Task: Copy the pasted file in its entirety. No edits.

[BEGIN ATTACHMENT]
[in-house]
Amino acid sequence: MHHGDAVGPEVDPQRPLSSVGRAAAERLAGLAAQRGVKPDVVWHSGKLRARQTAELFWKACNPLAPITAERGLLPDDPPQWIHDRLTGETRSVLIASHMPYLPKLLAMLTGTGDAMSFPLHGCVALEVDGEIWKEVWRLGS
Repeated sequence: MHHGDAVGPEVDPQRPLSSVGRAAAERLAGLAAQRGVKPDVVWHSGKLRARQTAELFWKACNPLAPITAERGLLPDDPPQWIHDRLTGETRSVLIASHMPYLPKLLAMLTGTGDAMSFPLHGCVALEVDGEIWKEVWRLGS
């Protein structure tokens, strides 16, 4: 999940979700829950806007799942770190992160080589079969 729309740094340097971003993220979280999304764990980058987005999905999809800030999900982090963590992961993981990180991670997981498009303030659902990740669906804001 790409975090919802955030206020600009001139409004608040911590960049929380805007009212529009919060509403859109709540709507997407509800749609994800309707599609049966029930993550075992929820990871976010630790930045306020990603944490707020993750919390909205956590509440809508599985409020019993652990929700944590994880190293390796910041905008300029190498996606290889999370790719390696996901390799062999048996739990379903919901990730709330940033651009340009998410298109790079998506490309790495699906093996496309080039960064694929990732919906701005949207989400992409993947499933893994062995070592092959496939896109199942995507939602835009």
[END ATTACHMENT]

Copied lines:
[in-house]
Amino acid sequence: MHHGDAVGPEVDPQRPLSSVGRAAAERLAGLAAQRGVKPDVVWHSGKLRARQTAELFWKACNPLAPITAERGLLPDDPPQWIHDRLTGETRSVLIASHMPYLPKLLAMLTGTGDAMSFPLHGCVALEVDGEIWKEVWRLGS
Repeated sequence: MHHGDAVGPEVDPQRPLSSVGRAAAERLAGLAAQRGVKPDVVWHSGKLRARQTAELFWKACNPLAPITAERGLLPDDPPQWIHDRLTGETRSVLIASHMPYLPKLLAMLTGTGDAMSFPLHGCVALEVDGEIWKEVWRLGS
């Protein structure tokens, strides 16, 4: 999940979700829950806007799942770190992160080589079969 729309740094340097971003993220979280999304764990980058987005999905999809800030999900982090963590992961993981990180991670997981498009303030659902990740669906804001 790409975090919802955030206020600009001139409004608040911590960049929380805007009212529009919060509403859109709540709507997407509800749609994800309707599609049966029930993550075992929820990871976010630790930045306020990603944490707020993750919390909205956590509440809508599985409020019993652990929700944590994880190293390796910041905008300029190498996606290889999370790719390696996901390799062999048996739990379903919901990730709330940033651009340009998410298109790079998506490309790495699906093996496309080039960064694929990732919906701005949207989400992409993947499933893994062995070592092959496939896109199942995507939602835009």